• Open Terminal Server Configuration
  • Open RDP-Tcp configuration page
  • On the General tab, set the Security Layer to RDP Security Layer

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Note that if you already have an existing access to a server (with the account you need to change the password with) you could just change your password in that session by pressing Ctrl-Alt-Del (or Ctrl-Alt-End in an RDP connection) and choosing Change a password:

image

I hope this post helped.

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26 Responses to Forced password change at next logon and RDP

  1. Anonymous says:

    I have attempted the server side solution you described and am still experiencing the exact same issue. I’m connecting from a Windows 10 device to a Windows Server 2012 R2 VM. Any suggestions?

    • Tom Aafloen says:

      Did you also disable CredSSP on the client side? Enabling the server side solution only allows it to be disabled.

  2. Magfar Uddin says:

    Thanks mate 🙂

  3. Just what I needed, thank you 🙂

  4. Jan says:

    You saved me a lot of trouble, thank you for this excellent post.

  5. Michael M says:

    This was extremely helpful!!! thanks very much! Screenshots really helped illustrate the issue as well as the solution. A++++

  6. Dev Dutta says:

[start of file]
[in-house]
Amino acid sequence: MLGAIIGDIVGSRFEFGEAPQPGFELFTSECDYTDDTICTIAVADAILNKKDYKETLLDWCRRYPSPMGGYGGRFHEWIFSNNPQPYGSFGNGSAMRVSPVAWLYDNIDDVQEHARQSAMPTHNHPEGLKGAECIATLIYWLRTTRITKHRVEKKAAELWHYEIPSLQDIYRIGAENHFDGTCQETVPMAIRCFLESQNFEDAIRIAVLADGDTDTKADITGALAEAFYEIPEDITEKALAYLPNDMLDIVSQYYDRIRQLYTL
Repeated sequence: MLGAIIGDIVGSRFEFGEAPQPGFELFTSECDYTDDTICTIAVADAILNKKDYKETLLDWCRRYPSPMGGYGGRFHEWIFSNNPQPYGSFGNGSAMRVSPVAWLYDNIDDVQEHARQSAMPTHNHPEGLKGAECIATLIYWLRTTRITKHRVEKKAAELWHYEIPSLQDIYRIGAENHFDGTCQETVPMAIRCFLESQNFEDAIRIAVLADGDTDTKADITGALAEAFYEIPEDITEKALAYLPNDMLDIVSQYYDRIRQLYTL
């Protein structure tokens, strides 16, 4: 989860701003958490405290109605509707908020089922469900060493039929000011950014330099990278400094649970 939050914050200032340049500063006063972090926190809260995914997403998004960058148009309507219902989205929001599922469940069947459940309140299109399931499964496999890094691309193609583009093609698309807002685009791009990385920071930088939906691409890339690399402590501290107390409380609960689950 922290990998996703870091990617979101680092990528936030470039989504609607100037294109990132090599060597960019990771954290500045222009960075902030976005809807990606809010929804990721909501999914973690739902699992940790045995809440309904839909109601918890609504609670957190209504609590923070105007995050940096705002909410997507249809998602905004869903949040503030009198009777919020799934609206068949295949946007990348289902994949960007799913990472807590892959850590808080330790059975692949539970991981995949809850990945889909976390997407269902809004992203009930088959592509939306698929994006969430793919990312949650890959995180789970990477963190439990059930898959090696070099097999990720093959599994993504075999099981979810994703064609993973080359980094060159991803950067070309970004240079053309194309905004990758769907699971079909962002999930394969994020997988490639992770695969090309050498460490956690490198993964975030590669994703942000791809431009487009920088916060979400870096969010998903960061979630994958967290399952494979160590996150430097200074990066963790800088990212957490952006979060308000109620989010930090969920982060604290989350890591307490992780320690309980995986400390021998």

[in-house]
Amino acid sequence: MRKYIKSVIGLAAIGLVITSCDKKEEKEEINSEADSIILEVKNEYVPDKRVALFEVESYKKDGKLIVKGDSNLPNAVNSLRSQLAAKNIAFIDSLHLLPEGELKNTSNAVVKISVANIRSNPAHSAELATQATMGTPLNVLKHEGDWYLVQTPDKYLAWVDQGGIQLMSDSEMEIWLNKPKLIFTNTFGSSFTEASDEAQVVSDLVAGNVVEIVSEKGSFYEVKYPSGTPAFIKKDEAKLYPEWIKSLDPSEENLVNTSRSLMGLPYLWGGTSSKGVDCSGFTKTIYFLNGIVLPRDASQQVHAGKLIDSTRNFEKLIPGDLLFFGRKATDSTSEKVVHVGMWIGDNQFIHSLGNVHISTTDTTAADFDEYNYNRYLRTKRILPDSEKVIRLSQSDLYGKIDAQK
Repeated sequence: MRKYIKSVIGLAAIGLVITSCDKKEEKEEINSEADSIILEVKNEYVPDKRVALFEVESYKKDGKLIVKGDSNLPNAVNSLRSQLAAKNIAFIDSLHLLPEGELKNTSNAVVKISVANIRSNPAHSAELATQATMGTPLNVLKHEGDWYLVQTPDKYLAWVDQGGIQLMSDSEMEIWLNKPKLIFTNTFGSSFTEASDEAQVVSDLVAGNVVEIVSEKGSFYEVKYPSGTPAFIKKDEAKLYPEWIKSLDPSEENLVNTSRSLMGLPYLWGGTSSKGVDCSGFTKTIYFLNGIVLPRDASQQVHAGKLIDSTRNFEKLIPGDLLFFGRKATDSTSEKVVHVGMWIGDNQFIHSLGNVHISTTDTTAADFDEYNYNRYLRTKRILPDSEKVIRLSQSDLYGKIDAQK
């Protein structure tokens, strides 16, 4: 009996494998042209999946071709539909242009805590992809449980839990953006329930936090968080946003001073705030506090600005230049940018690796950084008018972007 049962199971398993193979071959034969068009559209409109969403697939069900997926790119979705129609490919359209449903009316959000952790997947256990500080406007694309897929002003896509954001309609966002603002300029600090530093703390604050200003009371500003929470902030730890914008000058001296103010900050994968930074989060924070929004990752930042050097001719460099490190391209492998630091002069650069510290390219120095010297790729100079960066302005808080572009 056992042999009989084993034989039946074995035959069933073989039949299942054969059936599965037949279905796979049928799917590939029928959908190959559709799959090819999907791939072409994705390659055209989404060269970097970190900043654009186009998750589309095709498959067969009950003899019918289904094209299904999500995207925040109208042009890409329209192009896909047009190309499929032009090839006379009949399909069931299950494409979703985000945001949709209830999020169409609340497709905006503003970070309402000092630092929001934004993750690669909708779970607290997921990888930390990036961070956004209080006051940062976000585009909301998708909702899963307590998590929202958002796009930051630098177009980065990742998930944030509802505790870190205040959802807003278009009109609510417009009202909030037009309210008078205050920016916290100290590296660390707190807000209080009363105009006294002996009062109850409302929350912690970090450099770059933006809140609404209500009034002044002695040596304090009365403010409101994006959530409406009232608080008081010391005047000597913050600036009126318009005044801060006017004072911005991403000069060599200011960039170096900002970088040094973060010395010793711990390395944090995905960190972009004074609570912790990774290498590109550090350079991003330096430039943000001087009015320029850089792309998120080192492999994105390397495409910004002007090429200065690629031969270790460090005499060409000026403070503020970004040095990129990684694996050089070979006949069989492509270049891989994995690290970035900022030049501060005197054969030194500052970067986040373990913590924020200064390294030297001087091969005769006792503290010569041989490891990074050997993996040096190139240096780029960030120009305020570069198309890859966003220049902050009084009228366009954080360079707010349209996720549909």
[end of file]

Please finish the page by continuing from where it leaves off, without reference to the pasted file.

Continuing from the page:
thanks very much

  7. AJ says:

    Excellent article. Thanks for the post.

  8. doofer mcdooferberry says:

    saved me. thanks!

  9. That helped me out. Awesome solution 😉

  10. ozbeanz says:

    Quick solution, thanks

  11. Baha says:

    love your buddy 🙂 this was long pending issue

  12. Kristina T says:

    Hello,

    Is this a problem only on Windows Server 2012 R2? I am comparing my new environment (Windows Server R2) with my old (Windows Server 2012) and on the old one this works without any changing of the .rdp file. Do you have any information about this difference between the versions?

    Beside this the post is very helpful.
    Thank you a lot.

  13. Steve Han says:

    Great article!!! it really works

  14. P SAMPATH KUMAR says:

    Great one, it really helped me 🙂

  15. Shawn says:

    This worked perfectly for me. Thanks!

  16. Dan says:

    Excellent. It worked great.

  17. Rune says:

    Thank you very much! THis has been bugging me for 2 weeks!!!!!

  18. Raphael says:

    Hi mate, great article. I had trouble getting this going due to some other constraints this end, but found that an ‘mstsc /admin’ actually got me into the locked server change password prompt, so all’s well that ends well. I’m sure we’ll run into this somewhere else and will give your solution a go.

  19. Vazha Gelashvili says:

    So helpful.Thanks!!!!!!!!!1

  20. cepefernando says:

    SO PERFECT!! THANKS!!

  21. isopropanol says:

    Another way to do the same thing:
    VPN in (if you need to) so that you can reach the server
    click Start – person icon – Switch Account (what used to be called Switch User)
    click Other User
    put the domain\user name
    put the password
    It will say you need to change the password, change it
    Then you’ll get the same “You can’t sign into this machine” message (the picture above with the yellow text)
    Switch back to your regular user
    Then you can RDP
    Note: this only works if your machine can find the domain controller for that domain